Churches urge calm in seabed debate
By Paul Titus
Church people are concerned at the fast pace the government is taking to establish principles of ownership and customary rights of access to the seabed and foreshore. They also worry the issue has the potential to inflame divisive racial attitudes among New Zealanders.
Rev Morehu (Buddy) Te Whare says it has taken 160 years to reach the point where the legal ownership of the seabed and foreshore has been raised and now the government wants to clear the matter up in six weeks.
“What the government is proposing may be acceptable to Maori if there is enough time to work out the issues. If the seabed and foreshore are in the public domain it guarantees everyone access. This will work if it meets Maori needs to harvest the ocean.
“There is a distinction between what the public wants and what Maori feel on the issue and it has to be resolved. There can be greed on both sides. Hundreds of pounds of paua and snapper are taken illegally. Both Maori and Pakeha are doing it. It’s not one or the other,” Buddy says.
At issue are two very different worldviews, according to retired Methodist minister Rev Moke Couch. The European worldview is a Continental one that focuses on the land and agriculture. The other is the Oceanic worldview of the Pacific peoples who lived on small islands. For them the sea played a more important part in meeting the needs of people.
“People with European attitudes are trying to make New Zealand a part of good Olde England, while Maori look at it in their traditional terms in which the sea is part of the land. These two approaches need to be considered but we have a tendency to argue our way through things rather than explain them,” Moke says.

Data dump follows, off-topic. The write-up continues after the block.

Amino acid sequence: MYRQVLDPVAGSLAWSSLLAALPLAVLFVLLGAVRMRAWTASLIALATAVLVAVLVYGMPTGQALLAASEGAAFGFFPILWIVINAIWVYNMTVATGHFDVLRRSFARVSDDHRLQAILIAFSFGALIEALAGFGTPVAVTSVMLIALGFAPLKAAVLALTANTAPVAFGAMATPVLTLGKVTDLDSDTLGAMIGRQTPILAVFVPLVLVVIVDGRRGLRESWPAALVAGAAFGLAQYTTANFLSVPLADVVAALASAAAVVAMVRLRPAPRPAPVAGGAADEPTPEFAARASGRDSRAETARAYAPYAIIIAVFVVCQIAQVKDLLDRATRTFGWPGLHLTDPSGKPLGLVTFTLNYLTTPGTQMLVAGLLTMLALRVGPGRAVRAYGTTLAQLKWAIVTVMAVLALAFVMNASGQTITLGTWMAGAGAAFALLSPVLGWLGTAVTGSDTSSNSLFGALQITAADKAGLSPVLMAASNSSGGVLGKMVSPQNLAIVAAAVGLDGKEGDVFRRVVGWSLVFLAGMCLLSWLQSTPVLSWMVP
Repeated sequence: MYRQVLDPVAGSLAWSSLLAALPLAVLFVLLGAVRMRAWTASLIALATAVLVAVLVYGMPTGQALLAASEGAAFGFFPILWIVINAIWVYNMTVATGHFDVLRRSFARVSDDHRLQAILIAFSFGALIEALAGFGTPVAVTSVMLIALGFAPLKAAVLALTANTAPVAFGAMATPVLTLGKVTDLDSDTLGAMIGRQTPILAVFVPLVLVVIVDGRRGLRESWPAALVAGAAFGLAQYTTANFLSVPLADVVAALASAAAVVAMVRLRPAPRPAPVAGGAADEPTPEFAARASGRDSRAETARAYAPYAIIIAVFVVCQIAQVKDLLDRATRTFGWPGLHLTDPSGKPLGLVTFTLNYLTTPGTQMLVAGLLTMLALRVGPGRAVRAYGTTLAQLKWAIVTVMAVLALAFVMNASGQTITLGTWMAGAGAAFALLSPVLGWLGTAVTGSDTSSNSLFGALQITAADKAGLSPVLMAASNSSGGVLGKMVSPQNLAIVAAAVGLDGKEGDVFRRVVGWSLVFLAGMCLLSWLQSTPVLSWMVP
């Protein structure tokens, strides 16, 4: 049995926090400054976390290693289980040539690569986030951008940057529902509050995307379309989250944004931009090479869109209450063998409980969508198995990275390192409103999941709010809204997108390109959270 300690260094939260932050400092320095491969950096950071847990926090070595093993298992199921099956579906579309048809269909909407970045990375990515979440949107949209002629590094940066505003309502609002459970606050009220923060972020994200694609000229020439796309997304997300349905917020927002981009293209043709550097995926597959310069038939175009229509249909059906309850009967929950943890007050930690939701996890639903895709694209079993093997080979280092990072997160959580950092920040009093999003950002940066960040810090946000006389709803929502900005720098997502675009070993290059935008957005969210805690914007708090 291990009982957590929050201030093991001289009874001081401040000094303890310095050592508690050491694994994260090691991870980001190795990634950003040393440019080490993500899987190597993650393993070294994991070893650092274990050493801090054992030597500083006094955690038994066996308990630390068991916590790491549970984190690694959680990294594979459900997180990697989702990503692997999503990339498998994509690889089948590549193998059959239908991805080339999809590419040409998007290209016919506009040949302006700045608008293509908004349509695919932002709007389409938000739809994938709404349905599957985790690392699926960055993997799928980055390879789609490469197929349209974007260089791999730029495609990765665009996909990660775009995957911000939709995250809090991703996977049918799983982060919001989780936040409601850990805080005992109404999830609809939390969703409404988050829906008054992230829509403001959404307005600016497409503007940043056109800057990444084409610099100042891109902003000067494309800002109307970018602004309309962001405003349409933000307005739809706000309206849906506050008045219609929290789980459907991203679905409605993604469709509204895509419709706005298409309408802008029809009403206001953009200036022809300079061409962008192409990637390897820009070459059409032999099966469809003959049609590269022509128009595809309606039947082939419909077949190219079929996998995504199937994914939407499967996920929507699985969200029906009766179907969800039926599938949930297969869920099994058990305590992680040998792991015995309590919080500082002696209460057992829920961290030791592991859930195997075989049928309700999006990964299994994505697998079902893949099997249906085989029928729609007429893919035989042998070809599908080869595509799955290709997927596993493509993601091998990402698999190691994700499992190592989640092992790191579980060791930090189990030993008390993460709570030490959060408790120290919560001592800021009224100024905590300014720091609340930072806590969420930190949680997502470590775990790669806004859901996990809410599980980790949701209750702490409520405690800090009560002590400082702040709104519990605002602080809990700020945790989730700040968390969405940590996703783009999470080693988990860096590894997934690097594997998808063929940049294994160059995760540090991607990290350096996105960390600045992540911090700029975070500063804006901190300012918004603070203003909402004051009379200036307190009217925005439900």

Auckland University Law Professor Dr David Williams was legal advisor to the Anglican bishop of Aotearoa for the last 13 years. He says there is a role for the churches to play on this sensitive issue when tempers are being raised unnecessarily.
Churches should emphasise the Gospel principles of reconciliation. The Anglican, Methodist, and Presbyterian churches have all addressed the issue of partnership under the Treaty of Waitangi. And, David points out, Treaty partnership surely requires calm reflection, not rushing in like a bull in china shop.
“The process is on a very short time frame. Consultations will last six weeks and it’s all meant to be legal by Christmas. It doesn’t require any radical liberation theology to accept that more time would be a good idea.”
David says the Crown has put forward four principles on which ownership of the seabed and foreshore is to be determined: open access for all New Zealanders, the Crown has the responsibility to regulate access and use, customary rights are to be protected, and legal certainty about what those rights are.
“Only one of those principles relates to the rights of Maori. The Crown has assumed the right to determine the whole process before customary rights have been defined.
“The Court of Appeal has indicated there is a possibility there are customary rights to the seabed and foreshore invested in Maori. In Treaty terms, this means Maori rights under Article Two may need to be protected.
“The Government has a responsibility to make laws in a bilateral way on the issue. Instead it is taking a unilateral approach. Consultation requires you to be open to arrive at a different outcome than you start with. In this case it appears the Government has decided its position in advance and is only going through the motions because the only thing to come out of the consultation hui will be some moderate tweaking. That isn’t a Treaty partnership.”
Tumuaki Rev Diana Tana of the Maori division of the Methodist Church, Te Taha Maori, says she and others are gathering information and opinions on the issue in order to prepare a statement for the church’s annual Conference in November.
Moderator Mona Riini of the Maori section of the Presbyterian Church, Te Aka Puaho, says developments on the issue are happening so quickly Te Aka Pauho has opted not to take a position on it but rather let people respond through their iwis.